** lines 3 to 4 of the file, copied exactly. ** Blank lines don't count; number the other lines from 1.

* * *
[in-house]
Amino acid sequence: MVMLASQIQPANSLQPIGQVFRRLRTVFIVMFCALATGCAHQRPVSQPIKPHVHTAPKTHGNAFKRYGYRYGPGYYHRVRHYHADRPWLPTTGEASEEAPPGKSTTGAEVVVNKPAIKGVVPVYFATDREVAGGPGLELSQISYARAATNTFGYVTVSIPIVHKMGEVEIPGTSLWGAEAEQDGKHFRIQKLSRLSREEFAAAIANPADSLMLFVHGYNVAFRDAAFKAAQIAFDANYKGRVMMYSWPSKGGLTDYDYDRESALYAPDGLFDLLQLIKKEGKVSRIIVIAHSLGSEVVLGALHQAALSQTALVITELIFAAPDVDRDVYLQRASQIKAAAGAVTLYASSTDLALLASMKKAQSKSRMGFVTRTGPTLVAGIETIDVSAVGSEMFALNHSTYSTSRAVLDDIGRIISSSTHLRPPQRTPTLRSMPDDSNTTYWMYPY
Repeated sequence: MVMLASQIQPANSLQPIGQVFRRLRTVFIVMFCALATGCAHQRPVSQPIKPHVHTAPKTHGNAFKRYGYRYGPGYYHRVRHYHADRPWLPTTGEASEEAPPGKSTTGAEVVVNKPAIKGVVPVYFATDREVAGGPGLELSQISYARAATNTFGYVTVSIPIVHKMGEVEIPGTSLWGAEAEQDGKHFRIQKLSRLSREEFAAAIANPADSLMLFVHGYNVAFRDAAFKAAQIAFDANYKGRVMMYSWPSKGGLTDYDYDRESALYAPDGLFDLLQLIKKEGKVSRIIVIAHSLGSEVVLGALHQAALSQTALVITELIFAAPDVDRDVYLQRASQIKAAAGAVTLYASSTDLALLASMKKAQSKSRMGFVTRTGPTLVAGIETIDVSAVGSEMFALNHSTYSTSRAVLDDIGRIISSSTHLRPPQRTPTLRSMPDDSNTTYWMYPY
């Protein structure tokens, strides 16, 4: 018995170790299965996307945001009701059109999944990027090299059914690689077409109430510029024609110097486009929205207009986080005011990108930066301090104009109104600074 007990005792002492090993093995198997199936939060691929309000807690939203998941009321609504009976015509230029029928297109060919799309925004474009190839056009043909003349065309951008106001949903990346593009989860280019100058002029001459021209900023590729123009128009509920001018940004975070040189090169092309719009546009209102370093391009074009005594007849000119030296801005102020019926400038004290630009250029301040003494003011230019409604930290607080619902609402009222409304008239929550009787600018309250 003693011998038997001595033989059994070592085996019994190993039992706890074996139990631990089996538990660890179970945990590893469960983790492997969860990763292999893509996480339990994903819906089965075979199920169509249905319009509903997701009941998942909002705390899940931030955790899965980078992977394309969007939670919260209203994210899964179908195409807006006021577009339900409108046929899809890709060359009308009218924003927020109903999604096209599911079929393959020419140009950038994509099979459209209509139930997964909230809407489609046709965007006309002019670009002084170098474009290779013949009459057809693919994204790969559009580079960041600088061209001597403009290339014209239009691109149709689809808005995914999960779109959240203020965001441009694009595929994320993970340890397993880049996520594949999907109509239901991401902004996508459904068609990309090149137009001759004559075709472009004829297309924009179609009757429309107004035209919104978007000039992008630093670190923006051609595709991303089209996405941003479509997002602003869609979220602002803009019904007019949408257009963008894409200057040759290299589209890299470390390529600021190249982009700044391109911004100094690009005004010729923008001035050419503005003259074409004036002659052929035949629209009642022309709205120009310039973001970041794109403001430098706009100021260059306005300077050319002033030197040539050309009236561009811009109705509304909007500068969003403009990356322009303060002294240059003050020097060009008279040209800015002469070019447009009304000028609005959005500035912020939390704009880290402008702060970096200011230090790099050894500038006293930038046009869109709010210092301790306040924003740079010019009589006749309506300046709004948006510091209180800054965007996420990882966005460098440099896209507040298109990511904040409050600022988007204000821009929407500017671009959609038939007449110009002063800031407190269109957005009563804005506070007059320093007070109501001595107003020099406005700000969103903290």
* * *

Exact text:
Repeated sequence: MVMLASQIQPANSLQPIGQVFRRLRTVFIVMFCALATGCAHQRPVSQPIKPHVHTAPKTHGNAFKRYGYRYGPGYYHRVRHYHADRPWLPTTGEASEEAPPGKSTTGAEVVVNKPAIKGVVPVYFATDREVAGGPGLELSQISYARAATNTFGYVTVSIPIVHKMGEVEIPGTSLWGAEAEQDGKHFRIQKLSRLSREEFAAAIANPADSLMLFVHGYNVAFRDAAFKAAQIAFDANYKGRVMMYSWPSKGGLTDYDYDRESALYAPDGLFDLLQLIKKEGKVSRIIVIAHSLGSEVVLGALHQAALSQTALVITELIFAAPDVDRDVYLQRASQIKAAAGAVTLYASSTDLALLASMKKAQSKSRMGFVTRTGPTLVAGIETIDVSAVGSEMFALNHSTYSTSRAVLDDIGRIISSSTHLRPPQRTPTLRSMPDDSNTTYWMYPY
């Protein structure tokens, strides 16, 4: 018995170790299965996307945001009701059109999944990027090299059914690689077409109430510029024609110097486009929205207009986080005011990108930066301090104009109104600074 007990005792002492090993093995198997199936939060691929309000807690939203998941009321609504009976015509230029029928297109060919799309925004474009190839056009043909003349065309951008106001949903990346593009989860280019100058002029001459021209900023590729123009128009509920001018940004975070040189090169092309719009546009209102370093391009074009005594007849000119030296801005102020019926400038004290630009250029301040003494003011230019409604930290607080619902609402009222409304008239929550009787600018309250 003693011998038997001595033989059994070592085996019994190993039992706890074996139990631990089996538990660890179970945990590893469960983790492997969860990763292999893509996480339990994903819906089965075979199920169509249905319009509903997701009941998942909002705390899940931030955790899965980078992977394309969007939670919260209203994210899964179908195409807006006021577009339900409108046929899809890709060359009308009218924003927020109903999604096209599911079929393959020419140009950038994509099979459209209509139930997964909230809407489609046709965007006309002019670009002084170098474009290779013949009459057809693919994204790969559009580079960041600088061209001597403009290339014209239009691109149709689809808005995914999960779109959240203020965001441009694009595929994320993970340890397993880049996520594949999907109509239901991401902004996508459904068609990309090149137009001759004559075709472009004829297309924009179609009757429309107004035209919104978007000039992008630093670190923006051609595709991303089209996405941003479509997002602003869609979220602002803009019904007019949408257009963008894409200057040759290299589209890299470390390529600021190249982009700044391109911004100094690009005004010729923008001035050419503005003259074409004036002659052929035949629209009642022309709205120009310039973001970041794109403001430098706009100021260059306005300077050319002033030197040539050309009236561009811009109705509304909007500068969003403009990356322009303060002294240059003050020097060009008279040209800015002469070019447009009304000028609005959005500035912020939390704009880290402008702060970096200011230090790099050894500038006293930038046009869109709010210092301790306040924003740079010019009589006749309506300046709004948006510091209180800054965007996420990882966005460098440099896209507040298109990511904040409050600022988007204000821009929407500017671009959609038939007449110009002063800031407190269109957005009563804005506070007059320093007070109501001595107003020099406005700000969103903290």